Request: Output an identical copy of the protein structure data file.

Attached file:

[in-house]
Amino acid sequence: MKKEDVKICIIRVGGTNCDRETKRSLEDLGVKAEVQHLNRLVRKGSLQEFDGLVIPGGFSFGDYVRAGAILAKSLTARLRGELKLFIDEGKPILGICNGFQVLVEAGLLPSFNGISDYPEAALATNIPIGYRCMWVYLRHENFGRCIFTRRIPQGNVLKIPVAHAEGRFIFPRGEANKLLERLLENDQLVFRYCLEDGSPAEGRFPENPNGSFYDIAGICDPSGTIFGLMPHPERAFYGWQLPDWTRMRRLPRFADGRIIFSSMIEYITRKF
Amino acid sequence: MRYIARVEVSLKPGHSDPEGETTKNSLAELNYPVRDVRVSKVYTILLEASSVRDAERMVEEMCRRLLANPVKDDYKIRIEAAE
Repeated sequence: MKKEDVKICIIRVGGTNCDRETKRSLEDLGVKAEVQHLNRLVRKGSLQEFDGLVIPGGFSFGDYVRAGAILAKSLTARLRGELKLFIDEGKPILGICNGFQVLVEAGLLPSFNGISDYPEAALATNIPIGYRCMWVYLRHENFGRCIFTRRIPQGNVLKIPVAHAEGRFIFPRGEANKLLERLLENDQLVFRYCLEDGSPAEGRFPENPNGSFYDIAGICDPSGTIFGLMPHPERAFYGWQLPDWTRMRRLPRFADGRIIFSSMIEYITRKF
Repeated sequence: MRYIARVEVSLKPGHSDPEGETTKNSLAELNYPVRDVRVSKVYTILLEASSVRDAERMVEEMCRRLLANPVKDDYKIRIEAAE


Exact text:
[in-house]
Amino acid sequence: MKKEDVKICIIRVGGTNCDRETKRSLEDLGVKAEVQHLNRLVRKGSLQEFDGLVIPGGFSFGDYVRAGAILAKSLTARLRGELKLFIDEGKPILGICNGFQVLVEAGLLPSFNGISDYPEAALATNIPIGYRCMWVYLRHENFGRCIFTRRIPQGNVLKIPVAHAEGRFIFPRGEANKLLERLLENDQLVFRYCLEDGSPAEGRFPENPNGSFYDIAGICDPSGTIFGLMPHPERAFYGWQLPDWTRMRRLPRFADGRIIFSSMIEYITRKF
Amino acid sequence: MRYIARVEVSLKPGHSDPEGETTKNSLAELNYPVRDVRVSKVYTILLEASSVRDAERMVEEMCRRLLANPVKDDYKIRIEAAE
Repeated sequence: MKKEDVKICIIRVGGTNCDRETKRSLEDLGVKAEVQHLNRLVRKGSLQEFDGLVIPGGFSFGDYVRAGAILAKSLTARLRGELKLFIDEGKPILGICNGFQVLVEAGLLPSFNGISDYPEAALATNIPIGYRCMWVYLRHENFGRCIFTRRIPQGNVLKIPVAHAEGRFIFPRGEANKLLERLLENDQLVFRYCLEDGSPAEGRFPENPNGSFYDIAGICDPSGTIFGLMPHPERAFYGWQLPDWTRMRRLPRFADGRIIFSSMIEYITRKF
Repeated sequence: MRYIARVEVSLKPGHSDPEGETTKNSLAELNYPVRDVRVSKVYTILLEASSVRDAERMVEEMCRRLLANPVKDDYKIRIEAAE